Richard Swinburne analyses the purposes of practising a religion, and argues that religious faith requires belief that a particular creed provides the rationale for supposing that these purposes will be achieved.
Author: Richard Swinburne
Publisher: Oxford University Press on Demand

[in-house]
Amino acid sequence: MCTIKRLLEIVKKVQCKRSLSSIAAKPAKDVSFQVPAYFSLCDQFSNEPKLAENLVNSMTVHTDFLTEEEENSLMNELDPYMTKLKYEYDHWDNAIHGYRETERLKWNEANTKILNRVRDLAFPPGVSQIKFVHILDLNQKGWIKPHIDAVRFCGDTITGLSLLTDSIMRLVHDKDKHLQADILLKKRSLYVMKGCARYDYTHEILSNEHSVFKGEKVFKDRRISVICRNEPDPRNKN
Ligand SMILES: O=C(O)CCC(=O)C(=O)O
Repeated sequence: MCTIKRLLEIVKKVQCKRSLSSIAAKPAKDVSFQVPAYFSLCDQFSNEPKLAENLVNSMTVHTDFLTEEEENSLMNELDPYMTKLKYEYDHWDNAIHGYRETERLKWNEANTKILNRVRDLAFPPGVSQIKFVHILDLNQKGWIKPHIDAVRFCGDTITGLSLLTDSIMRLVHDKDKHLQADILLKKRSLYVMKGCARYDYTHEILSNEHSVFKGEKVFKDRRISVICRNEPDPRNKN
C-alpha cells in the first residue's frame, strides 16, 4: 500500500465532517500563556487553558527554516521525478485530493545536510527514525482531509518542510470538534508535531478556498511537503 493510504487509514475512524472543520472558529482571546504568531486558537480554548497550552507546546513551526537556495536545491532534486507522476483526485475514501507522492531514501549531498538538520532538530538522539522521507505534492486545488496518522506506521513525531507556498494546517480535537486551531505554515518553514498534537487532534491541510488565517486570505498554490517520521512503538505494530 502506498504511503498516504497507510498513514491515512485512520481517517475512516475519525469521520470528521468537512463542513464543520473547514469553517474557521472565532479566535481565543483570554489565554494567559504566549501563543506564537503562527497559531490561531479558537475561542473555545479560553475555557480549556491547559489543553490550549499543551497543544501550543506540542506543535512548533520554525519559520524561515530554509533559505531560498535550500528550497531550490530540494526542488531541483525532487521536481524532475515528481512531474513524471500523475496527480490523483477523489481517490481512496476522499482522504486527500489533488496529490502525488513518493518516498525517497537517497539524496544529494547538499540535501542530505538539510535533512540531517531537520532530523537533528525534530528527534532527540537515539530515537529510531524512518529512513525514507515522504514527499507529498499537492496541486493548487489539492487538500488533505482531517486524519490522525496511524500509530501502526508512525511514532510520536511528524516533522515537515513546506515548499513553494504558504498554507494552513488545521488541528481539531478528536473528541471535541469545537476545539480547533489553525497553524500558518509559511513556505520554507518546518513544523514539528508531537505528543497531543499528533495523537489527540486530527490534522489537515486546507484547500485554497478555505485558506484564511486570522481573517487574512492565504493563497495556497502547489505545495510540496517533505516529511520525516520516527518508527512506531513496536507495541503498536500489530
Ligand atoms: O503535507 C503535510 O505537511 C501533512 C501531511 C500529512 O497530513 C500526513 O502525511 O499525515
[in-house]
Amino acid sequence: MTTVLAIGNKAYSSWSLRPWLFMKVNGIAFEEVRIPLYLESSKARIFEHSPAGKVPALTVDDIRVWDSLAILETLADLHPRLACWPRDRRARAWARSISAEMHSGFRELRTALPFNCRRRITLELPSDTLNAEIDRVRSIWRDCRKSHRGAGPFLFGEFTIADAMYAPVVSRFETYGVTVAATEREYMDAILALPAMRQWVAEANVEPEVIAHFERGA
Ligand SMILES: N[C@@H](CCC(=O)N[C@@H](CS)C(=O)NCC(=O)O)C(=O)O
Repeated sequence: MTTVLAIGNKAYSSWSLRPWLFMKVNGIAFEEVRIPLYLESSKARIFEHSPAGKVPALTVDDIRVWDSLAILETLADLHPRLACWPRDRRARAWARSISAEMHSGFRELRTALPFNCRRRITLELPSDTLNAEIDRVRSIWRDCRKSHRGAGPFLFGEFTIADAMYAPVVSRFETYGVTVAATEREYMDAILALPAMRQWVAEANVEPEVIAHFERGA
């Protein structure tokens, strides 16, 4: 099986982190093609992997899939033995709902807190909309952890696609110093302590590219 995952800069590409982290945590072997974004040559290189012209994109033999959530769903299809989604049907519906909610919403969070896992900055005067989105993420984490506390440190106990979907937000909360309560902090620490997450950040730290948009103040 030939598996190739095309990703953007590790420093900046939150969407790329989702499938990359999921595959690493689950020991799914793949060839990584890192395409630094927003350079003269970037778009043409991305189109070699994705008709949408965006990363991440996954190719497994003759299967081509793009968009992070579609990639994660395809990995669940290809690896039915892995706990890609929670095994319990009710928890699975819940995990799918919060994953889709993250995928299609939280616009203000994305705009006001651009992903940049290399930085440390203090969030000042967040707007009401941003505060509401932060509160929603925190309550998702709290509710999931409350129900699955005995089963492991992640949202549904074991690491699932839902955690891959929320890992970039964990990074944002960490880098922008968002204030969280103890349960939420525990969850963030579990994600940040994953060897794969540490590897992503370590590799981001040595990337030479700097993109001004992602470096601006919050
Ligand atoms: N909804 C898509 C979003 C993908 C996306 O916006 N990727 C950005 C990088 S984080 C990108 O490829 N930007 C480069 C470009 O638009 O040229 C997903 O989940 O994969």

Richard Swinburne presents a new edition of the final volume of his acclaimed trilogy on philosophical theology. Faith and Reason is a self-standing examination of the implications for religious faith of Swinburne's famous arguments about the coherence of theism and the existence of God. By practising a particular religion, a person seeks to achieve some or all of three goals - that he worships and obeys God, gains salvation for himself, and helps others to attain their salvation. But not all religions commend worship, and different religions have different conceptions of salvation. Faced with these differences, Richard Swinburne argues that we should practice that religion which has the best goals and is more probably true than the creeds of other religions. He proposes criteria by which to determine the probabilities of different religious creeds, and he argues that, while requiring total commitment, faith does not demand fully convinced belief. While maintaining the samestructure and conclusions as the original classic, this second edition has been substantially rewritten, both in order to relate its ideas more closely to those of classical theologians and philosophers and to respond to more recent views. In particular he discusses, and ultimately rejects, the view of Alvin Plantinga that the 'warrant' of a belief depends on the process which produced it, and John Hick's contention that all religions offer valid paths to salvation.